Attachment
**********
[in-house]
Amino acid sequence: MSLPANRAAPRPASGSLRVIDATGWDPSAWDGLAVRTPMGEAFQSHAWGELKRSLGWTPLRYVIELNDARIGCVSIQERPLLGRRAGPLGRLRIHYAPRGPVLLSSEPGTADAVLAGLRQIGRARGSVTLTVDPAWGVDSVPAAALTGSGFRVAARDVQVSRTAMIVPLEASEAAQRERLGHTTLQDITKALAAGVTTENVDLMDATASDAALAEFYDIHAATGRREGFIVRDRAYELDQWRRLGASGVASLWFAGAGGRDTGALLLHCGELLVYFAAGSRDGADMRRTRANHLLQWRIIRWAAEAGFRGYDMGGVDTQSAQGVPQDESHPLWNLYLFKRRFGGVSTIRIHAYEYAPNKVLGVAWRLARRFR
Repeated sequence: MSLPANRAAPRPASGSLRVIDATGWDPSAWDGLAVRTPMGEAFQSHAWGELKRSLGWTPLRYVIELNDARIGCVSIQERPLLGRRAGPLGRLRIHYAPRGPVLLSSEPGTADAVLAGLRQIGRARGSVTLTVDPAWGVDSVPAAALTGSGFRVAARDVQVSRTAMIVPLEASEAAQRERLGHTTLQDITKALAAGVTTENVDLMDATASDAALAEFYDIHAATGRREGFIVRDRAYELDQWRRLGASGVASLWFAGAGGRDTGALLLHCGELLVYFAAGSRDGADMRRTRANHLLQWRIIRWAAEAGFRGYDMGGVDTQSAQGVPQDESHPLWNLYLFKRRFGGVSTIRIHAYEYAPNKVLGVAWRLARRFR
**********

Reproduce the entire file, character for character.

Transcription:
[in-house]
Amino acid sequence: MSLPANRAAPRPASGSLRVIDATGWDPSAWDGLAVRTPMGEAFQSHAWGELKRSLGWTPLRYVIELNDARIGCVSIQERPLLGRRAGPLGRLRIHYAPRGPVLLSSEPGTADAVLAGLRQIGRARGSVTLTVDPAWGVDSVPAAALTGSGFRVAARDVQVSRTAMIVPLEASEAAQRERLGHTTLQDITKALAAGVTTENVDLMDATASDAALAEFYDIHAATGRREGFIVRDRAYELDQWRRLGASGVASLWFAGAGGRDTGALLLHCGELLVYFAAGSRDGADMRRTRANHLLQWRIIRWAAEAGFRGYDMGGVDTQSAQGVPQDESHPLWNLYLFKRRFGGVSTIRIHAYEYAPNKVLGVAWRLARRFR
Repeated sequence: MSLPANRAAPRPASGSLRVIDATGWDPSAWDGLAVRTPMGEAFQSHAWGELKRSLGWTPLRYVIELNDARIGCVSIQERPLLGRRAGPLGRLRIHYAPRGPVLLSSEPGTADAVLAGLRQIGRARGSVTLTVDPAWGVDSVPAAALTGSGFRVAARDVQVSRTAMIVPLEASEAAQRERLGHTTLQDITKALAAGVTTENVDLMDATASDAALAEFYDIHAATGRREGFIVRDRAYELDQWRRLGASGVASLWFAGAGGRDTGALLLHCGELLVYFAAGSRDGADMRRTRANHLLQWRIIRWAAEAGFRGYDMGGVDTQSAQGVPQDESHPLWNLYLFKRRFGGVSTIRIHAYEYAPNKVLGVAWRLARRFR